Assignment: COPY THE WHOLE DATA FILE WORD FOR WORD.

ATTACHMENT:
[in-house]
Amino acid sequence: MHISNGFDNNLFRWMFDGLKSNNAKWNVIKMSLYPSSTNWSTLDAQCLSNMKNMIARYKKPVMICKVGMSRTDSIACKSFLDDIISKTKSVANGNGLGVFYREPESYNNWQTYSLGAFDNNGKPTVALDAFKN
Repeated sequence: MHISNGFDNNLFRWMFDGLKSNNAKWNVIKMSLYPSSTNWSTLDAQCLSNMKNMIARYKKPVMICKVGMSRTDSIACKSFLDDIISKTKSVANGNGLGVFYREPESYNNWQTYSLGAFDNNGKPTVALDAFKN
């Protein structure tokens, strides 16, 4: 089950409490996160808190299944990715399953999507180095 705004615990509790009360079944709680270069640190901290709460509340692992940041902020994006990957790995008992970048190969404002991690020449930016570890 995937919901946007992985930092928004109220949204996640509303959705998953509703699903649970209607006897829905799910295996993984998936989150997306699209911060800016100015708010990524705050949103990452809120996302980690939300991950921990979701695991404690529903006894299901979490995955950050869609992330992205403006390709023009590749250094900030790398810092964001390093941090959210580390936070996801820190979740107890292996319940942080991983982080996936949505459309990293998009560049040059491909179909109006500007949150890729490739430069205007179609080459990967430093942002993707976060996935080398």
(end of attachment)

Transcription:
[in-house]
Amino acid sequence: MHISNGFDNNLFRWMFDGLKSNNAKWNVIKMSLYPSSTNWSTLDAQCLSNMKNMIARYKKPVMICKVGMSRTDSIACKSFLDDIISKTKSVANGNGLGVFYREPESYNNWQTYSLGAFDNNGKPTVALDAFKN
Repeated sequence: MHISNGFDNNLFRWMFDGLKSNNAKWNVIKMSLYPSSTNWSTLDAQCLSNMKNMIARYKKPVMICKVGMSRTDSIACKSFLDDIISKTKSVANGNGLGVFYREPESYNNWQTYSLGAFDNNGKPTVALDAFKN
């Protein structure tokens, strides 16, 4: 089950409490996160808190299944990715399953999507180095 705004615990509790009360079944709680270069640190901290709460509340692992940041902020994006990957790995008992970048190969404002991690020449930016570890 995937919901946007992985930092928004109220949204996640509303959705998953509703699903649970209607006897829905799910295996993984998936989150997306699209911060800016100015708010990524705050949103990452809120996302980690939300991950921990979701695991404690529903006894299901979490995955950050869609992330992205403006390709023009590749250094900030790398810092964001390093941090959210580390936070996801820190979740107890292996319940942080991983982080996936949505459309990293998009560049040059491909179909109006500007949150890729490739430069205007179609080459990967430093942002993707976060996935080398």